It is often said that being an entrepreneur means that you’ll often have to blaze your own trail and find you own way. Being an entrepreneur means not having career guides, counselors or road maps that will guide you from one step to the next. Sometimes you will just have to make it up as you go. For this reason, whenever possible, up-and-coming entrepreneurs are encouraged to seek out established entrepreneurs to request their help through mentoring. There are many established entrepreneurs who want to help the next generation of entrepreneurs who are seeking insight and insider education. Here are 10 tips that you will often hear veteran entrepreneurs share with the next generation of business leaders.
1. Keep your focus on the big picture. Far to often, fist-time entrepreneurs are driven to jump at that next big opportunity. The problem is that these opportunities may not be offered for their benefit, but for the benefit of the person or organization that is making these great opportunities available to a first-time entrepreneur. Keeping your focus on the big picture will help you navigate towards what you really want and what will be successful for you. Most importantly while starting up, find the one thing you do well and focus on it, rather than getting bogged down by other things that you are not particularly good at.
2. Persevere and know what your skills are. Perseverance should go hand-in-hand with you big vision in order to help move your business forward. Avoid jumping onto the latest trending business that you really have no knowledge of. To truly succeed as an entrepreneur, you have to find something you have passion for, as well as an excellent knowledge of the product or service your business will be offering. This is not only important to you succeeding, but your passion will encourage you to grow your skills and knowledge of that business concept and the skill needed to take it to the next level. If you start a business that you do not have your heart invested in, your chances of failure will increase.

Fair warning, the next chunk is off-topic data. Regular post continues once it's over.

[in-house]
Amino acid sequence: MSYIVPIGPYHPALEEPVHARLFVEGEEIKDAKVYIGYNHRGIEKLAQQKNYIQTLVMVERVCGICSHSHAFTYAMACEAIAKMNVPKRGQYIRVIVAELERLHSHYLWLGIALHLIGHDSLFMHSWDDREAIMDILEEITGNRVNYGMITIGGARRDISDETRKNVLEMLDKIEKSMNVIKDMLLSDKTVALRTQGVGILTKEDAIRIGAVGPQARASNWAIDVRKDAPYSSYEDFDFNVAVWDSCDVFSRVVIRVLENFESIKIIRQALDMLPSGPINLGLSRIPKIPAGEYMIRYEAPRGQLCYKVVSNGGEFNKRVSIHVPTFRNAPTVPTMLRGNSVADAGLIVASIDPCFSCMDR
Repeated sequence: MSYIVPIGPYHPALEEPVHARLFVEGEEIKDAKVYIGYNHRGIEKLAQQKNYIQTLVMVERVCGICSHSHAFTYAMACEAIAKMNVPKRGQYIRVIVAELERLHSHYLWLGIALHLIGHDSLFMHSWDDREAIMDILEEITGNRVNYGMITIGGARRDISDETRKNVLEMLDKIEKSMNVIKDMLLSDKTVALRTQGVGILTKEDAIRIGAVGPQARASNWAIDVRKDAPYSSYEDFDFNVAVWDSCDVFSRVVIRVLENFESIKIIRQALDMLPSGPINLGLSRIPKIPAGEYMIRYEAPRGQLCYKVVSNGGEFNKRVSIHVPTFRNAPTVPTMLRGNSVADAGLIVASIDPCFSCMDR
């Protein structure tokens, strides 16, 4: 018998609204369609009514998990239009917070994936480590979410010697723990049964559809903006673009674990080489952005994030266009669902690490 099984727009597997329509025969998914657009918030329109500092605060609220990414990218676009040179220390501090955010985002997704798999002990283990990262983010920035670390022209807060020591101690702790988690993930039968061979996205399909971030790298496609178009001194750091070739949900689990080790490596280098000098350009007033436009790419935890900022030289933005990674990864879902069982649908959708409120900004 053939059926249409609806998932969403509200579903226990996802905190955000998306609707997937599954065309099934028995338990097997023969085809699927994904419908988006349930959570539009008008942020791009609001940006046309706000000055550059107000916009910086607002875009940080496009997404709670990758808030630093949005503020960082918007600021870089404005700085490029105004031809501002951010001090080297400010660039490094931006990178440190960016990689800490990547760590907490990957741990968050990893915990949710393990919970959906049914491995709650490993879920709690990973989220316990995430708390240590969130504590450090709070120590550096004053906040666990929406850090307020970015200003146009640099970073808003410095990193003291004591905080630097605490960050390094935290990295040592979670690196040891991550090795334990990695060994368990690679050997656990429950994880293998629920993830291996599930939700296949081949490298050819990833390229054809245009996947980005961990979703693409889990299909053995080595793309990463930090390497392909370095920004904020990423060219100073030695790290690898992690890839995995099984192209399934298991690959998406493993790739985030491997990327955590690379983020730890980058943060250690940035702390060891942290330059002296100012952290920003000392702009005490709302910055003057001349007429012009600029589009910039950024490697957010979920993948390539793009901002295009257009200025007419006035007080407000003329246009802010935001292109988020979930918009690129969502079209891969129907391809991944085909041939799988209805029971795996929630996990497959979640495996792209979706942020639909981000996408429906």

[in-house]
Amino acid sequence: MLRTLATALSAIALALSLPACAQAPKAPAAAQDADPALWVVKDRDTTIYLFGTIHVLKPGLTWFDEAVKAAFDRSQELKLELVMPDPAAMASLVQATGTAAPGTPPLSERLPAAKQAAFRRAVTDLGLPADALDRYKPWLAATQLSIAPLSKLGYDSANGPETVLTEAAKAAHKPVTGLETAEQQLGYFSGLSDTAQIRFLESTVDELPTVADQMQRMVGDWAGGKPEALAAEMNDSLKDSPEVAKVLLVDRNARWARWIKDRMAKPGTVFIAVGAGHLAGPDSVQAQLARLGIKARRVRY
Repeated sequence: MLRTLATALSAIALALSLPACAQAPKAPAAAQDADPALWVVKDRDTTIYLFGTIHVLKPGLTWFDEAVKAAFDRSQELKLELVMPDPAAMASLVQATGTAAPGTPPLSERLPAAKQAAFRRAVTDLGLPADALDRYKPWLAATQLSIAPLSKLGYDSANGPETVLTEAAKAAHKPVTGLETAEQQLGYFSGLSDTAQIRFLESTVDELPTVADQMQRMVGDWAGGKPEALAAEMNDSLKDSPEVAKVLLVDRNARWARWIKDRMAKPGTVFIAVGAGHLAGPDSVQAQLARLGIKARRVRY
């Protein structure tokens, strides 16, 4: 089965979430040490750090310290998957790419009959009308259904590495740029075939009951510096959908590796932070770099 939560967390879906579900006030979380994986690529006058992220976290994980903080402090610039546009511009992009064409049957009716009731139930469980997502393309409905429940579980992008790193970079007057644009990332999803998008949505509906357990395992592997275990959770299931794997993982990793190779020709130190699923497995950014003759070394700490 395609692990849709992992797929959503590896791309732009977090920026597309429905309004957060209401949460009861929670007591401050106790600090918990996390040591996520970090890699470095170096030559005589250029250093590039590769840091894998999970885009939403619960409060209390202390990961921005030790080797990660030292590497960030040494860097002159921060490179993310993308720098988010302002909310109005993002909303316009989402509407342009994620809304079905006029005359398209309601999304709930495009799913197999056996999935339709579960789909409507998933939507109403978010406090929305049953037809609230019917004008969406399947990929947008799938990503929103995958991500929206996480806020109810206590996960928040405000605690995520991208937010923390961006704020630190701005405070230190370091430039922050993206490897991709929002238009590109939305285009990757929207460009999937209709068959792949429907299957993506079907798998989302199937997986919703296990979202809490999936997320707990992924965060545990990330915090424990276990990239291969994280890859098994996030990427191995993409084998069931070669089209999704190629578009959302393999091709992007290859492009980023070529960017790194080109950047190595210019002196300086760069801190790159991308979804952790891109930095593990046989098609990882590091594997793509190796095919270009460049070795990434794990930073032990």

3. Create a solid business plan, but be flexible. Every business college professor will tell you that famous quote “If you don’t plan, then you’re planning to fail.” But not every college professor teaching business has been an entrepreneur. What they don’t often tell you is that you may need to create multiple plans and be prepared to be flexible with what you put into those plans. You should have one master plan that will guide you and make adjustments along the way. This plan will help you track your progress and keep you focused. Your plan might also involve the securing of financing, finding investors, outlining your marketing plans and goals, and so on. It should also serve as a road map for those you bring into your business to help you market your product or service.
4. Have your elevator pitches refined for various audiences. Yes, you should have a few different elevator pitches that can be delivered in 30 seconds or less. These pitches should be available for a chance encounter with a potential customer or a prospective investor. You need to be able to pull out the one for that person. Your 30-second pitch should include your mission, you service or product goals and the benefit to your customers or investors – without it sounding like a heavy-handed sales pitch. If you cannot outline your pitch in 30 seconds or less, you might be wasting your breath and the recipient’s time.
5. Know who knows what you don’t – and don’t be afraid to ask. Surrounding yourself with mentors, experts and advisers will help you become a better business owner and not come off as a “know-it-all.” Finding successful, knowledgeable individuals with whom you share common interests does not need to be a chore. This is especially true if those individuals have mutual business goals and can see the value of working with you for the long-term.